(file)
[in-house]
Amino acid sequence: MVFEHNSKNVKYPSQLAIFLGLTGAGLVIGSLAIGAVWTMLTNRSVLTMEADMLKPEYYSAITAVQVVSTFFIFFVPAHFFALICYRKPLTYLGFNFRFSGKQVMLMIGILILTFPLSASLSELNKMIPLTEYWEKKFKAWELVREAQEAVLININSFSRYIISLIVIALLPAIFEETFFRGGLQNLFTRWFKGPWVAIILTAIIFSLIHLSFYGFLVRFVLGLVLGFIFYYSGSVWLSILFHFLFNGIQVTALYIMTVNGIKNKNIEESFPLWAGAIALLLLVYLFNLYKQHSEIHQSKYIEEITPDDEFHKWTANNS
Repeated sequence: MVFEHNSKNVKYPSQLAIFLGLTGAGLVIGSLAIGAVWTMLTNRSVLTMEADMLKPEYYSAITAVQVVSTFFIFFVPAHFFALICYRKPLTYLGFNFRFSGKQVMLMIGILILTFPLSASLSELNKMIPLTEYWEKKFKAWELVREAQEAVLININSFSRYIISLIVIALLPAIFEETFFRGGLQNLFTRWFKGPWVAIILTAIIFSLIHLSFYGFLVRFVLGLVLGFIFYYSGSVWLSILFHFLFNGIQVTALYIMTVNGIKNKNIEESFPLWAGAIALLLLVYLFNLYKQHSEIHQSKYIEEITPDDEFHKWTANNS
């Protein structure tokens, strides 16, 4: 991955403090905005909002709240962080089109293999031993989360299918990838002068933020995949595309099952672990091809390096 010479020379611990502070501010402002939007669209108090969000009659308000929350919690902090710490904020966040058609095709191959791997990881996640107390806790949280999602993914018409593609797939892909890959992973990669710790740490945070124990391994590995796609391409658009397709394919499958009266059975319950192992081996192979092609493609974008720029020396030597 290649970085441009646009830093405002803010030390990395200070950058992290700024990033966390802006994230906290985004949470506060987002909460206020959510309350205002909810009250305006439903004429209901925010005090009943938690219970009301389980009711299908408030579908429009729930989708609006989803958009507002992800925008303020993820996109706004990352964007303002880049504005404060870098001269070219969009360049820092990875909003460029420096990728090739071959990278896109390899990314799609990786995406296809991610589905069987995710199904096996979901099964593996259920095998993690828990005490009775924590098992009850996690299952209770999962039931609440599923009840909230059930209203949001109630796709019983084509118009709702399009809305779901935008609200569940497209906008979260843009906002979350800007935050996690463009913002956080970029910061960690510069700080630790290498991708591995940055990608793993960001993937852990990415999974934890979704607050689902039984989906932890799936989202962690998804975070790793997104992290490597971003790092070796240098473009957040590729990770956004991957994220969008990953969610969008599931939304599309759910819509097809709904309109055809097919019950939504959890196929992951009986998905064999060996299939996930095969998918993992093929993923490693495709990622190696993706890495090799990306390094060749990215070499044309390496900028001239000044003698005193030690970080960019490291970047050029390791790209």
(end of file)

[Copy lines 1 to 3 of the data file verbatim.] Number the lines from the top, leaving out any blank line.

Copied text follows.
[in-house]
Amino acid sequence: MVFEHNSKNVKYPSQLAIFLGLTGAGLVIGSLAIGAVWTMLTNRSVLTMEADMLKPEYYSAITAVQVVSTFFIFFVPAHFFALICYRKPLTYLGFNFRFSGKQVMLMIGILILTFPLSASLSELNKMIPLTEYWEKKFKAWELVREAQEAVLININSFSRYIISLIVIALLPAIFEETFFRGGLQNLFTRWFKGPWVAIILTAIIFSLIHLSFYGFLVRFVLGLVLGFIFYYSGSVWLSILFHFLFNGIQVTALYIMTVNGIKNKNIEESFPLWAGAIALLLLVYLFNLYKQHSEIHQSKYIEEITPDDEFHKWTANNS
Repeated sequence: MVFEHNSKNVKYPSQLAIFLGLTGAGLVIGSLAIGAVWTMLTNRSVLTMEADMLKPEYYSAITAVQVVSTFFIFFVPAHFFALICYRKPLTYLGFNFRFSGKQVMLMIGILILTFPLSASLSELNKMIPLTEYWEKKFKAWELVREAQEAVLININSFSRYIISLIVIALLPAIFEETFFRGGLQNLFTRWFKGPWVAIILTAIIFSLIHLSFYGFLVRFVLGLVLGFIFYYSGSVWLSILFHFLFNGIQVTALYIMTVNGIKNKNIEESFPLWAGAIALLLLVYLFNLYKQHSEIHQSKYIEEITPDDEFHKWTANNS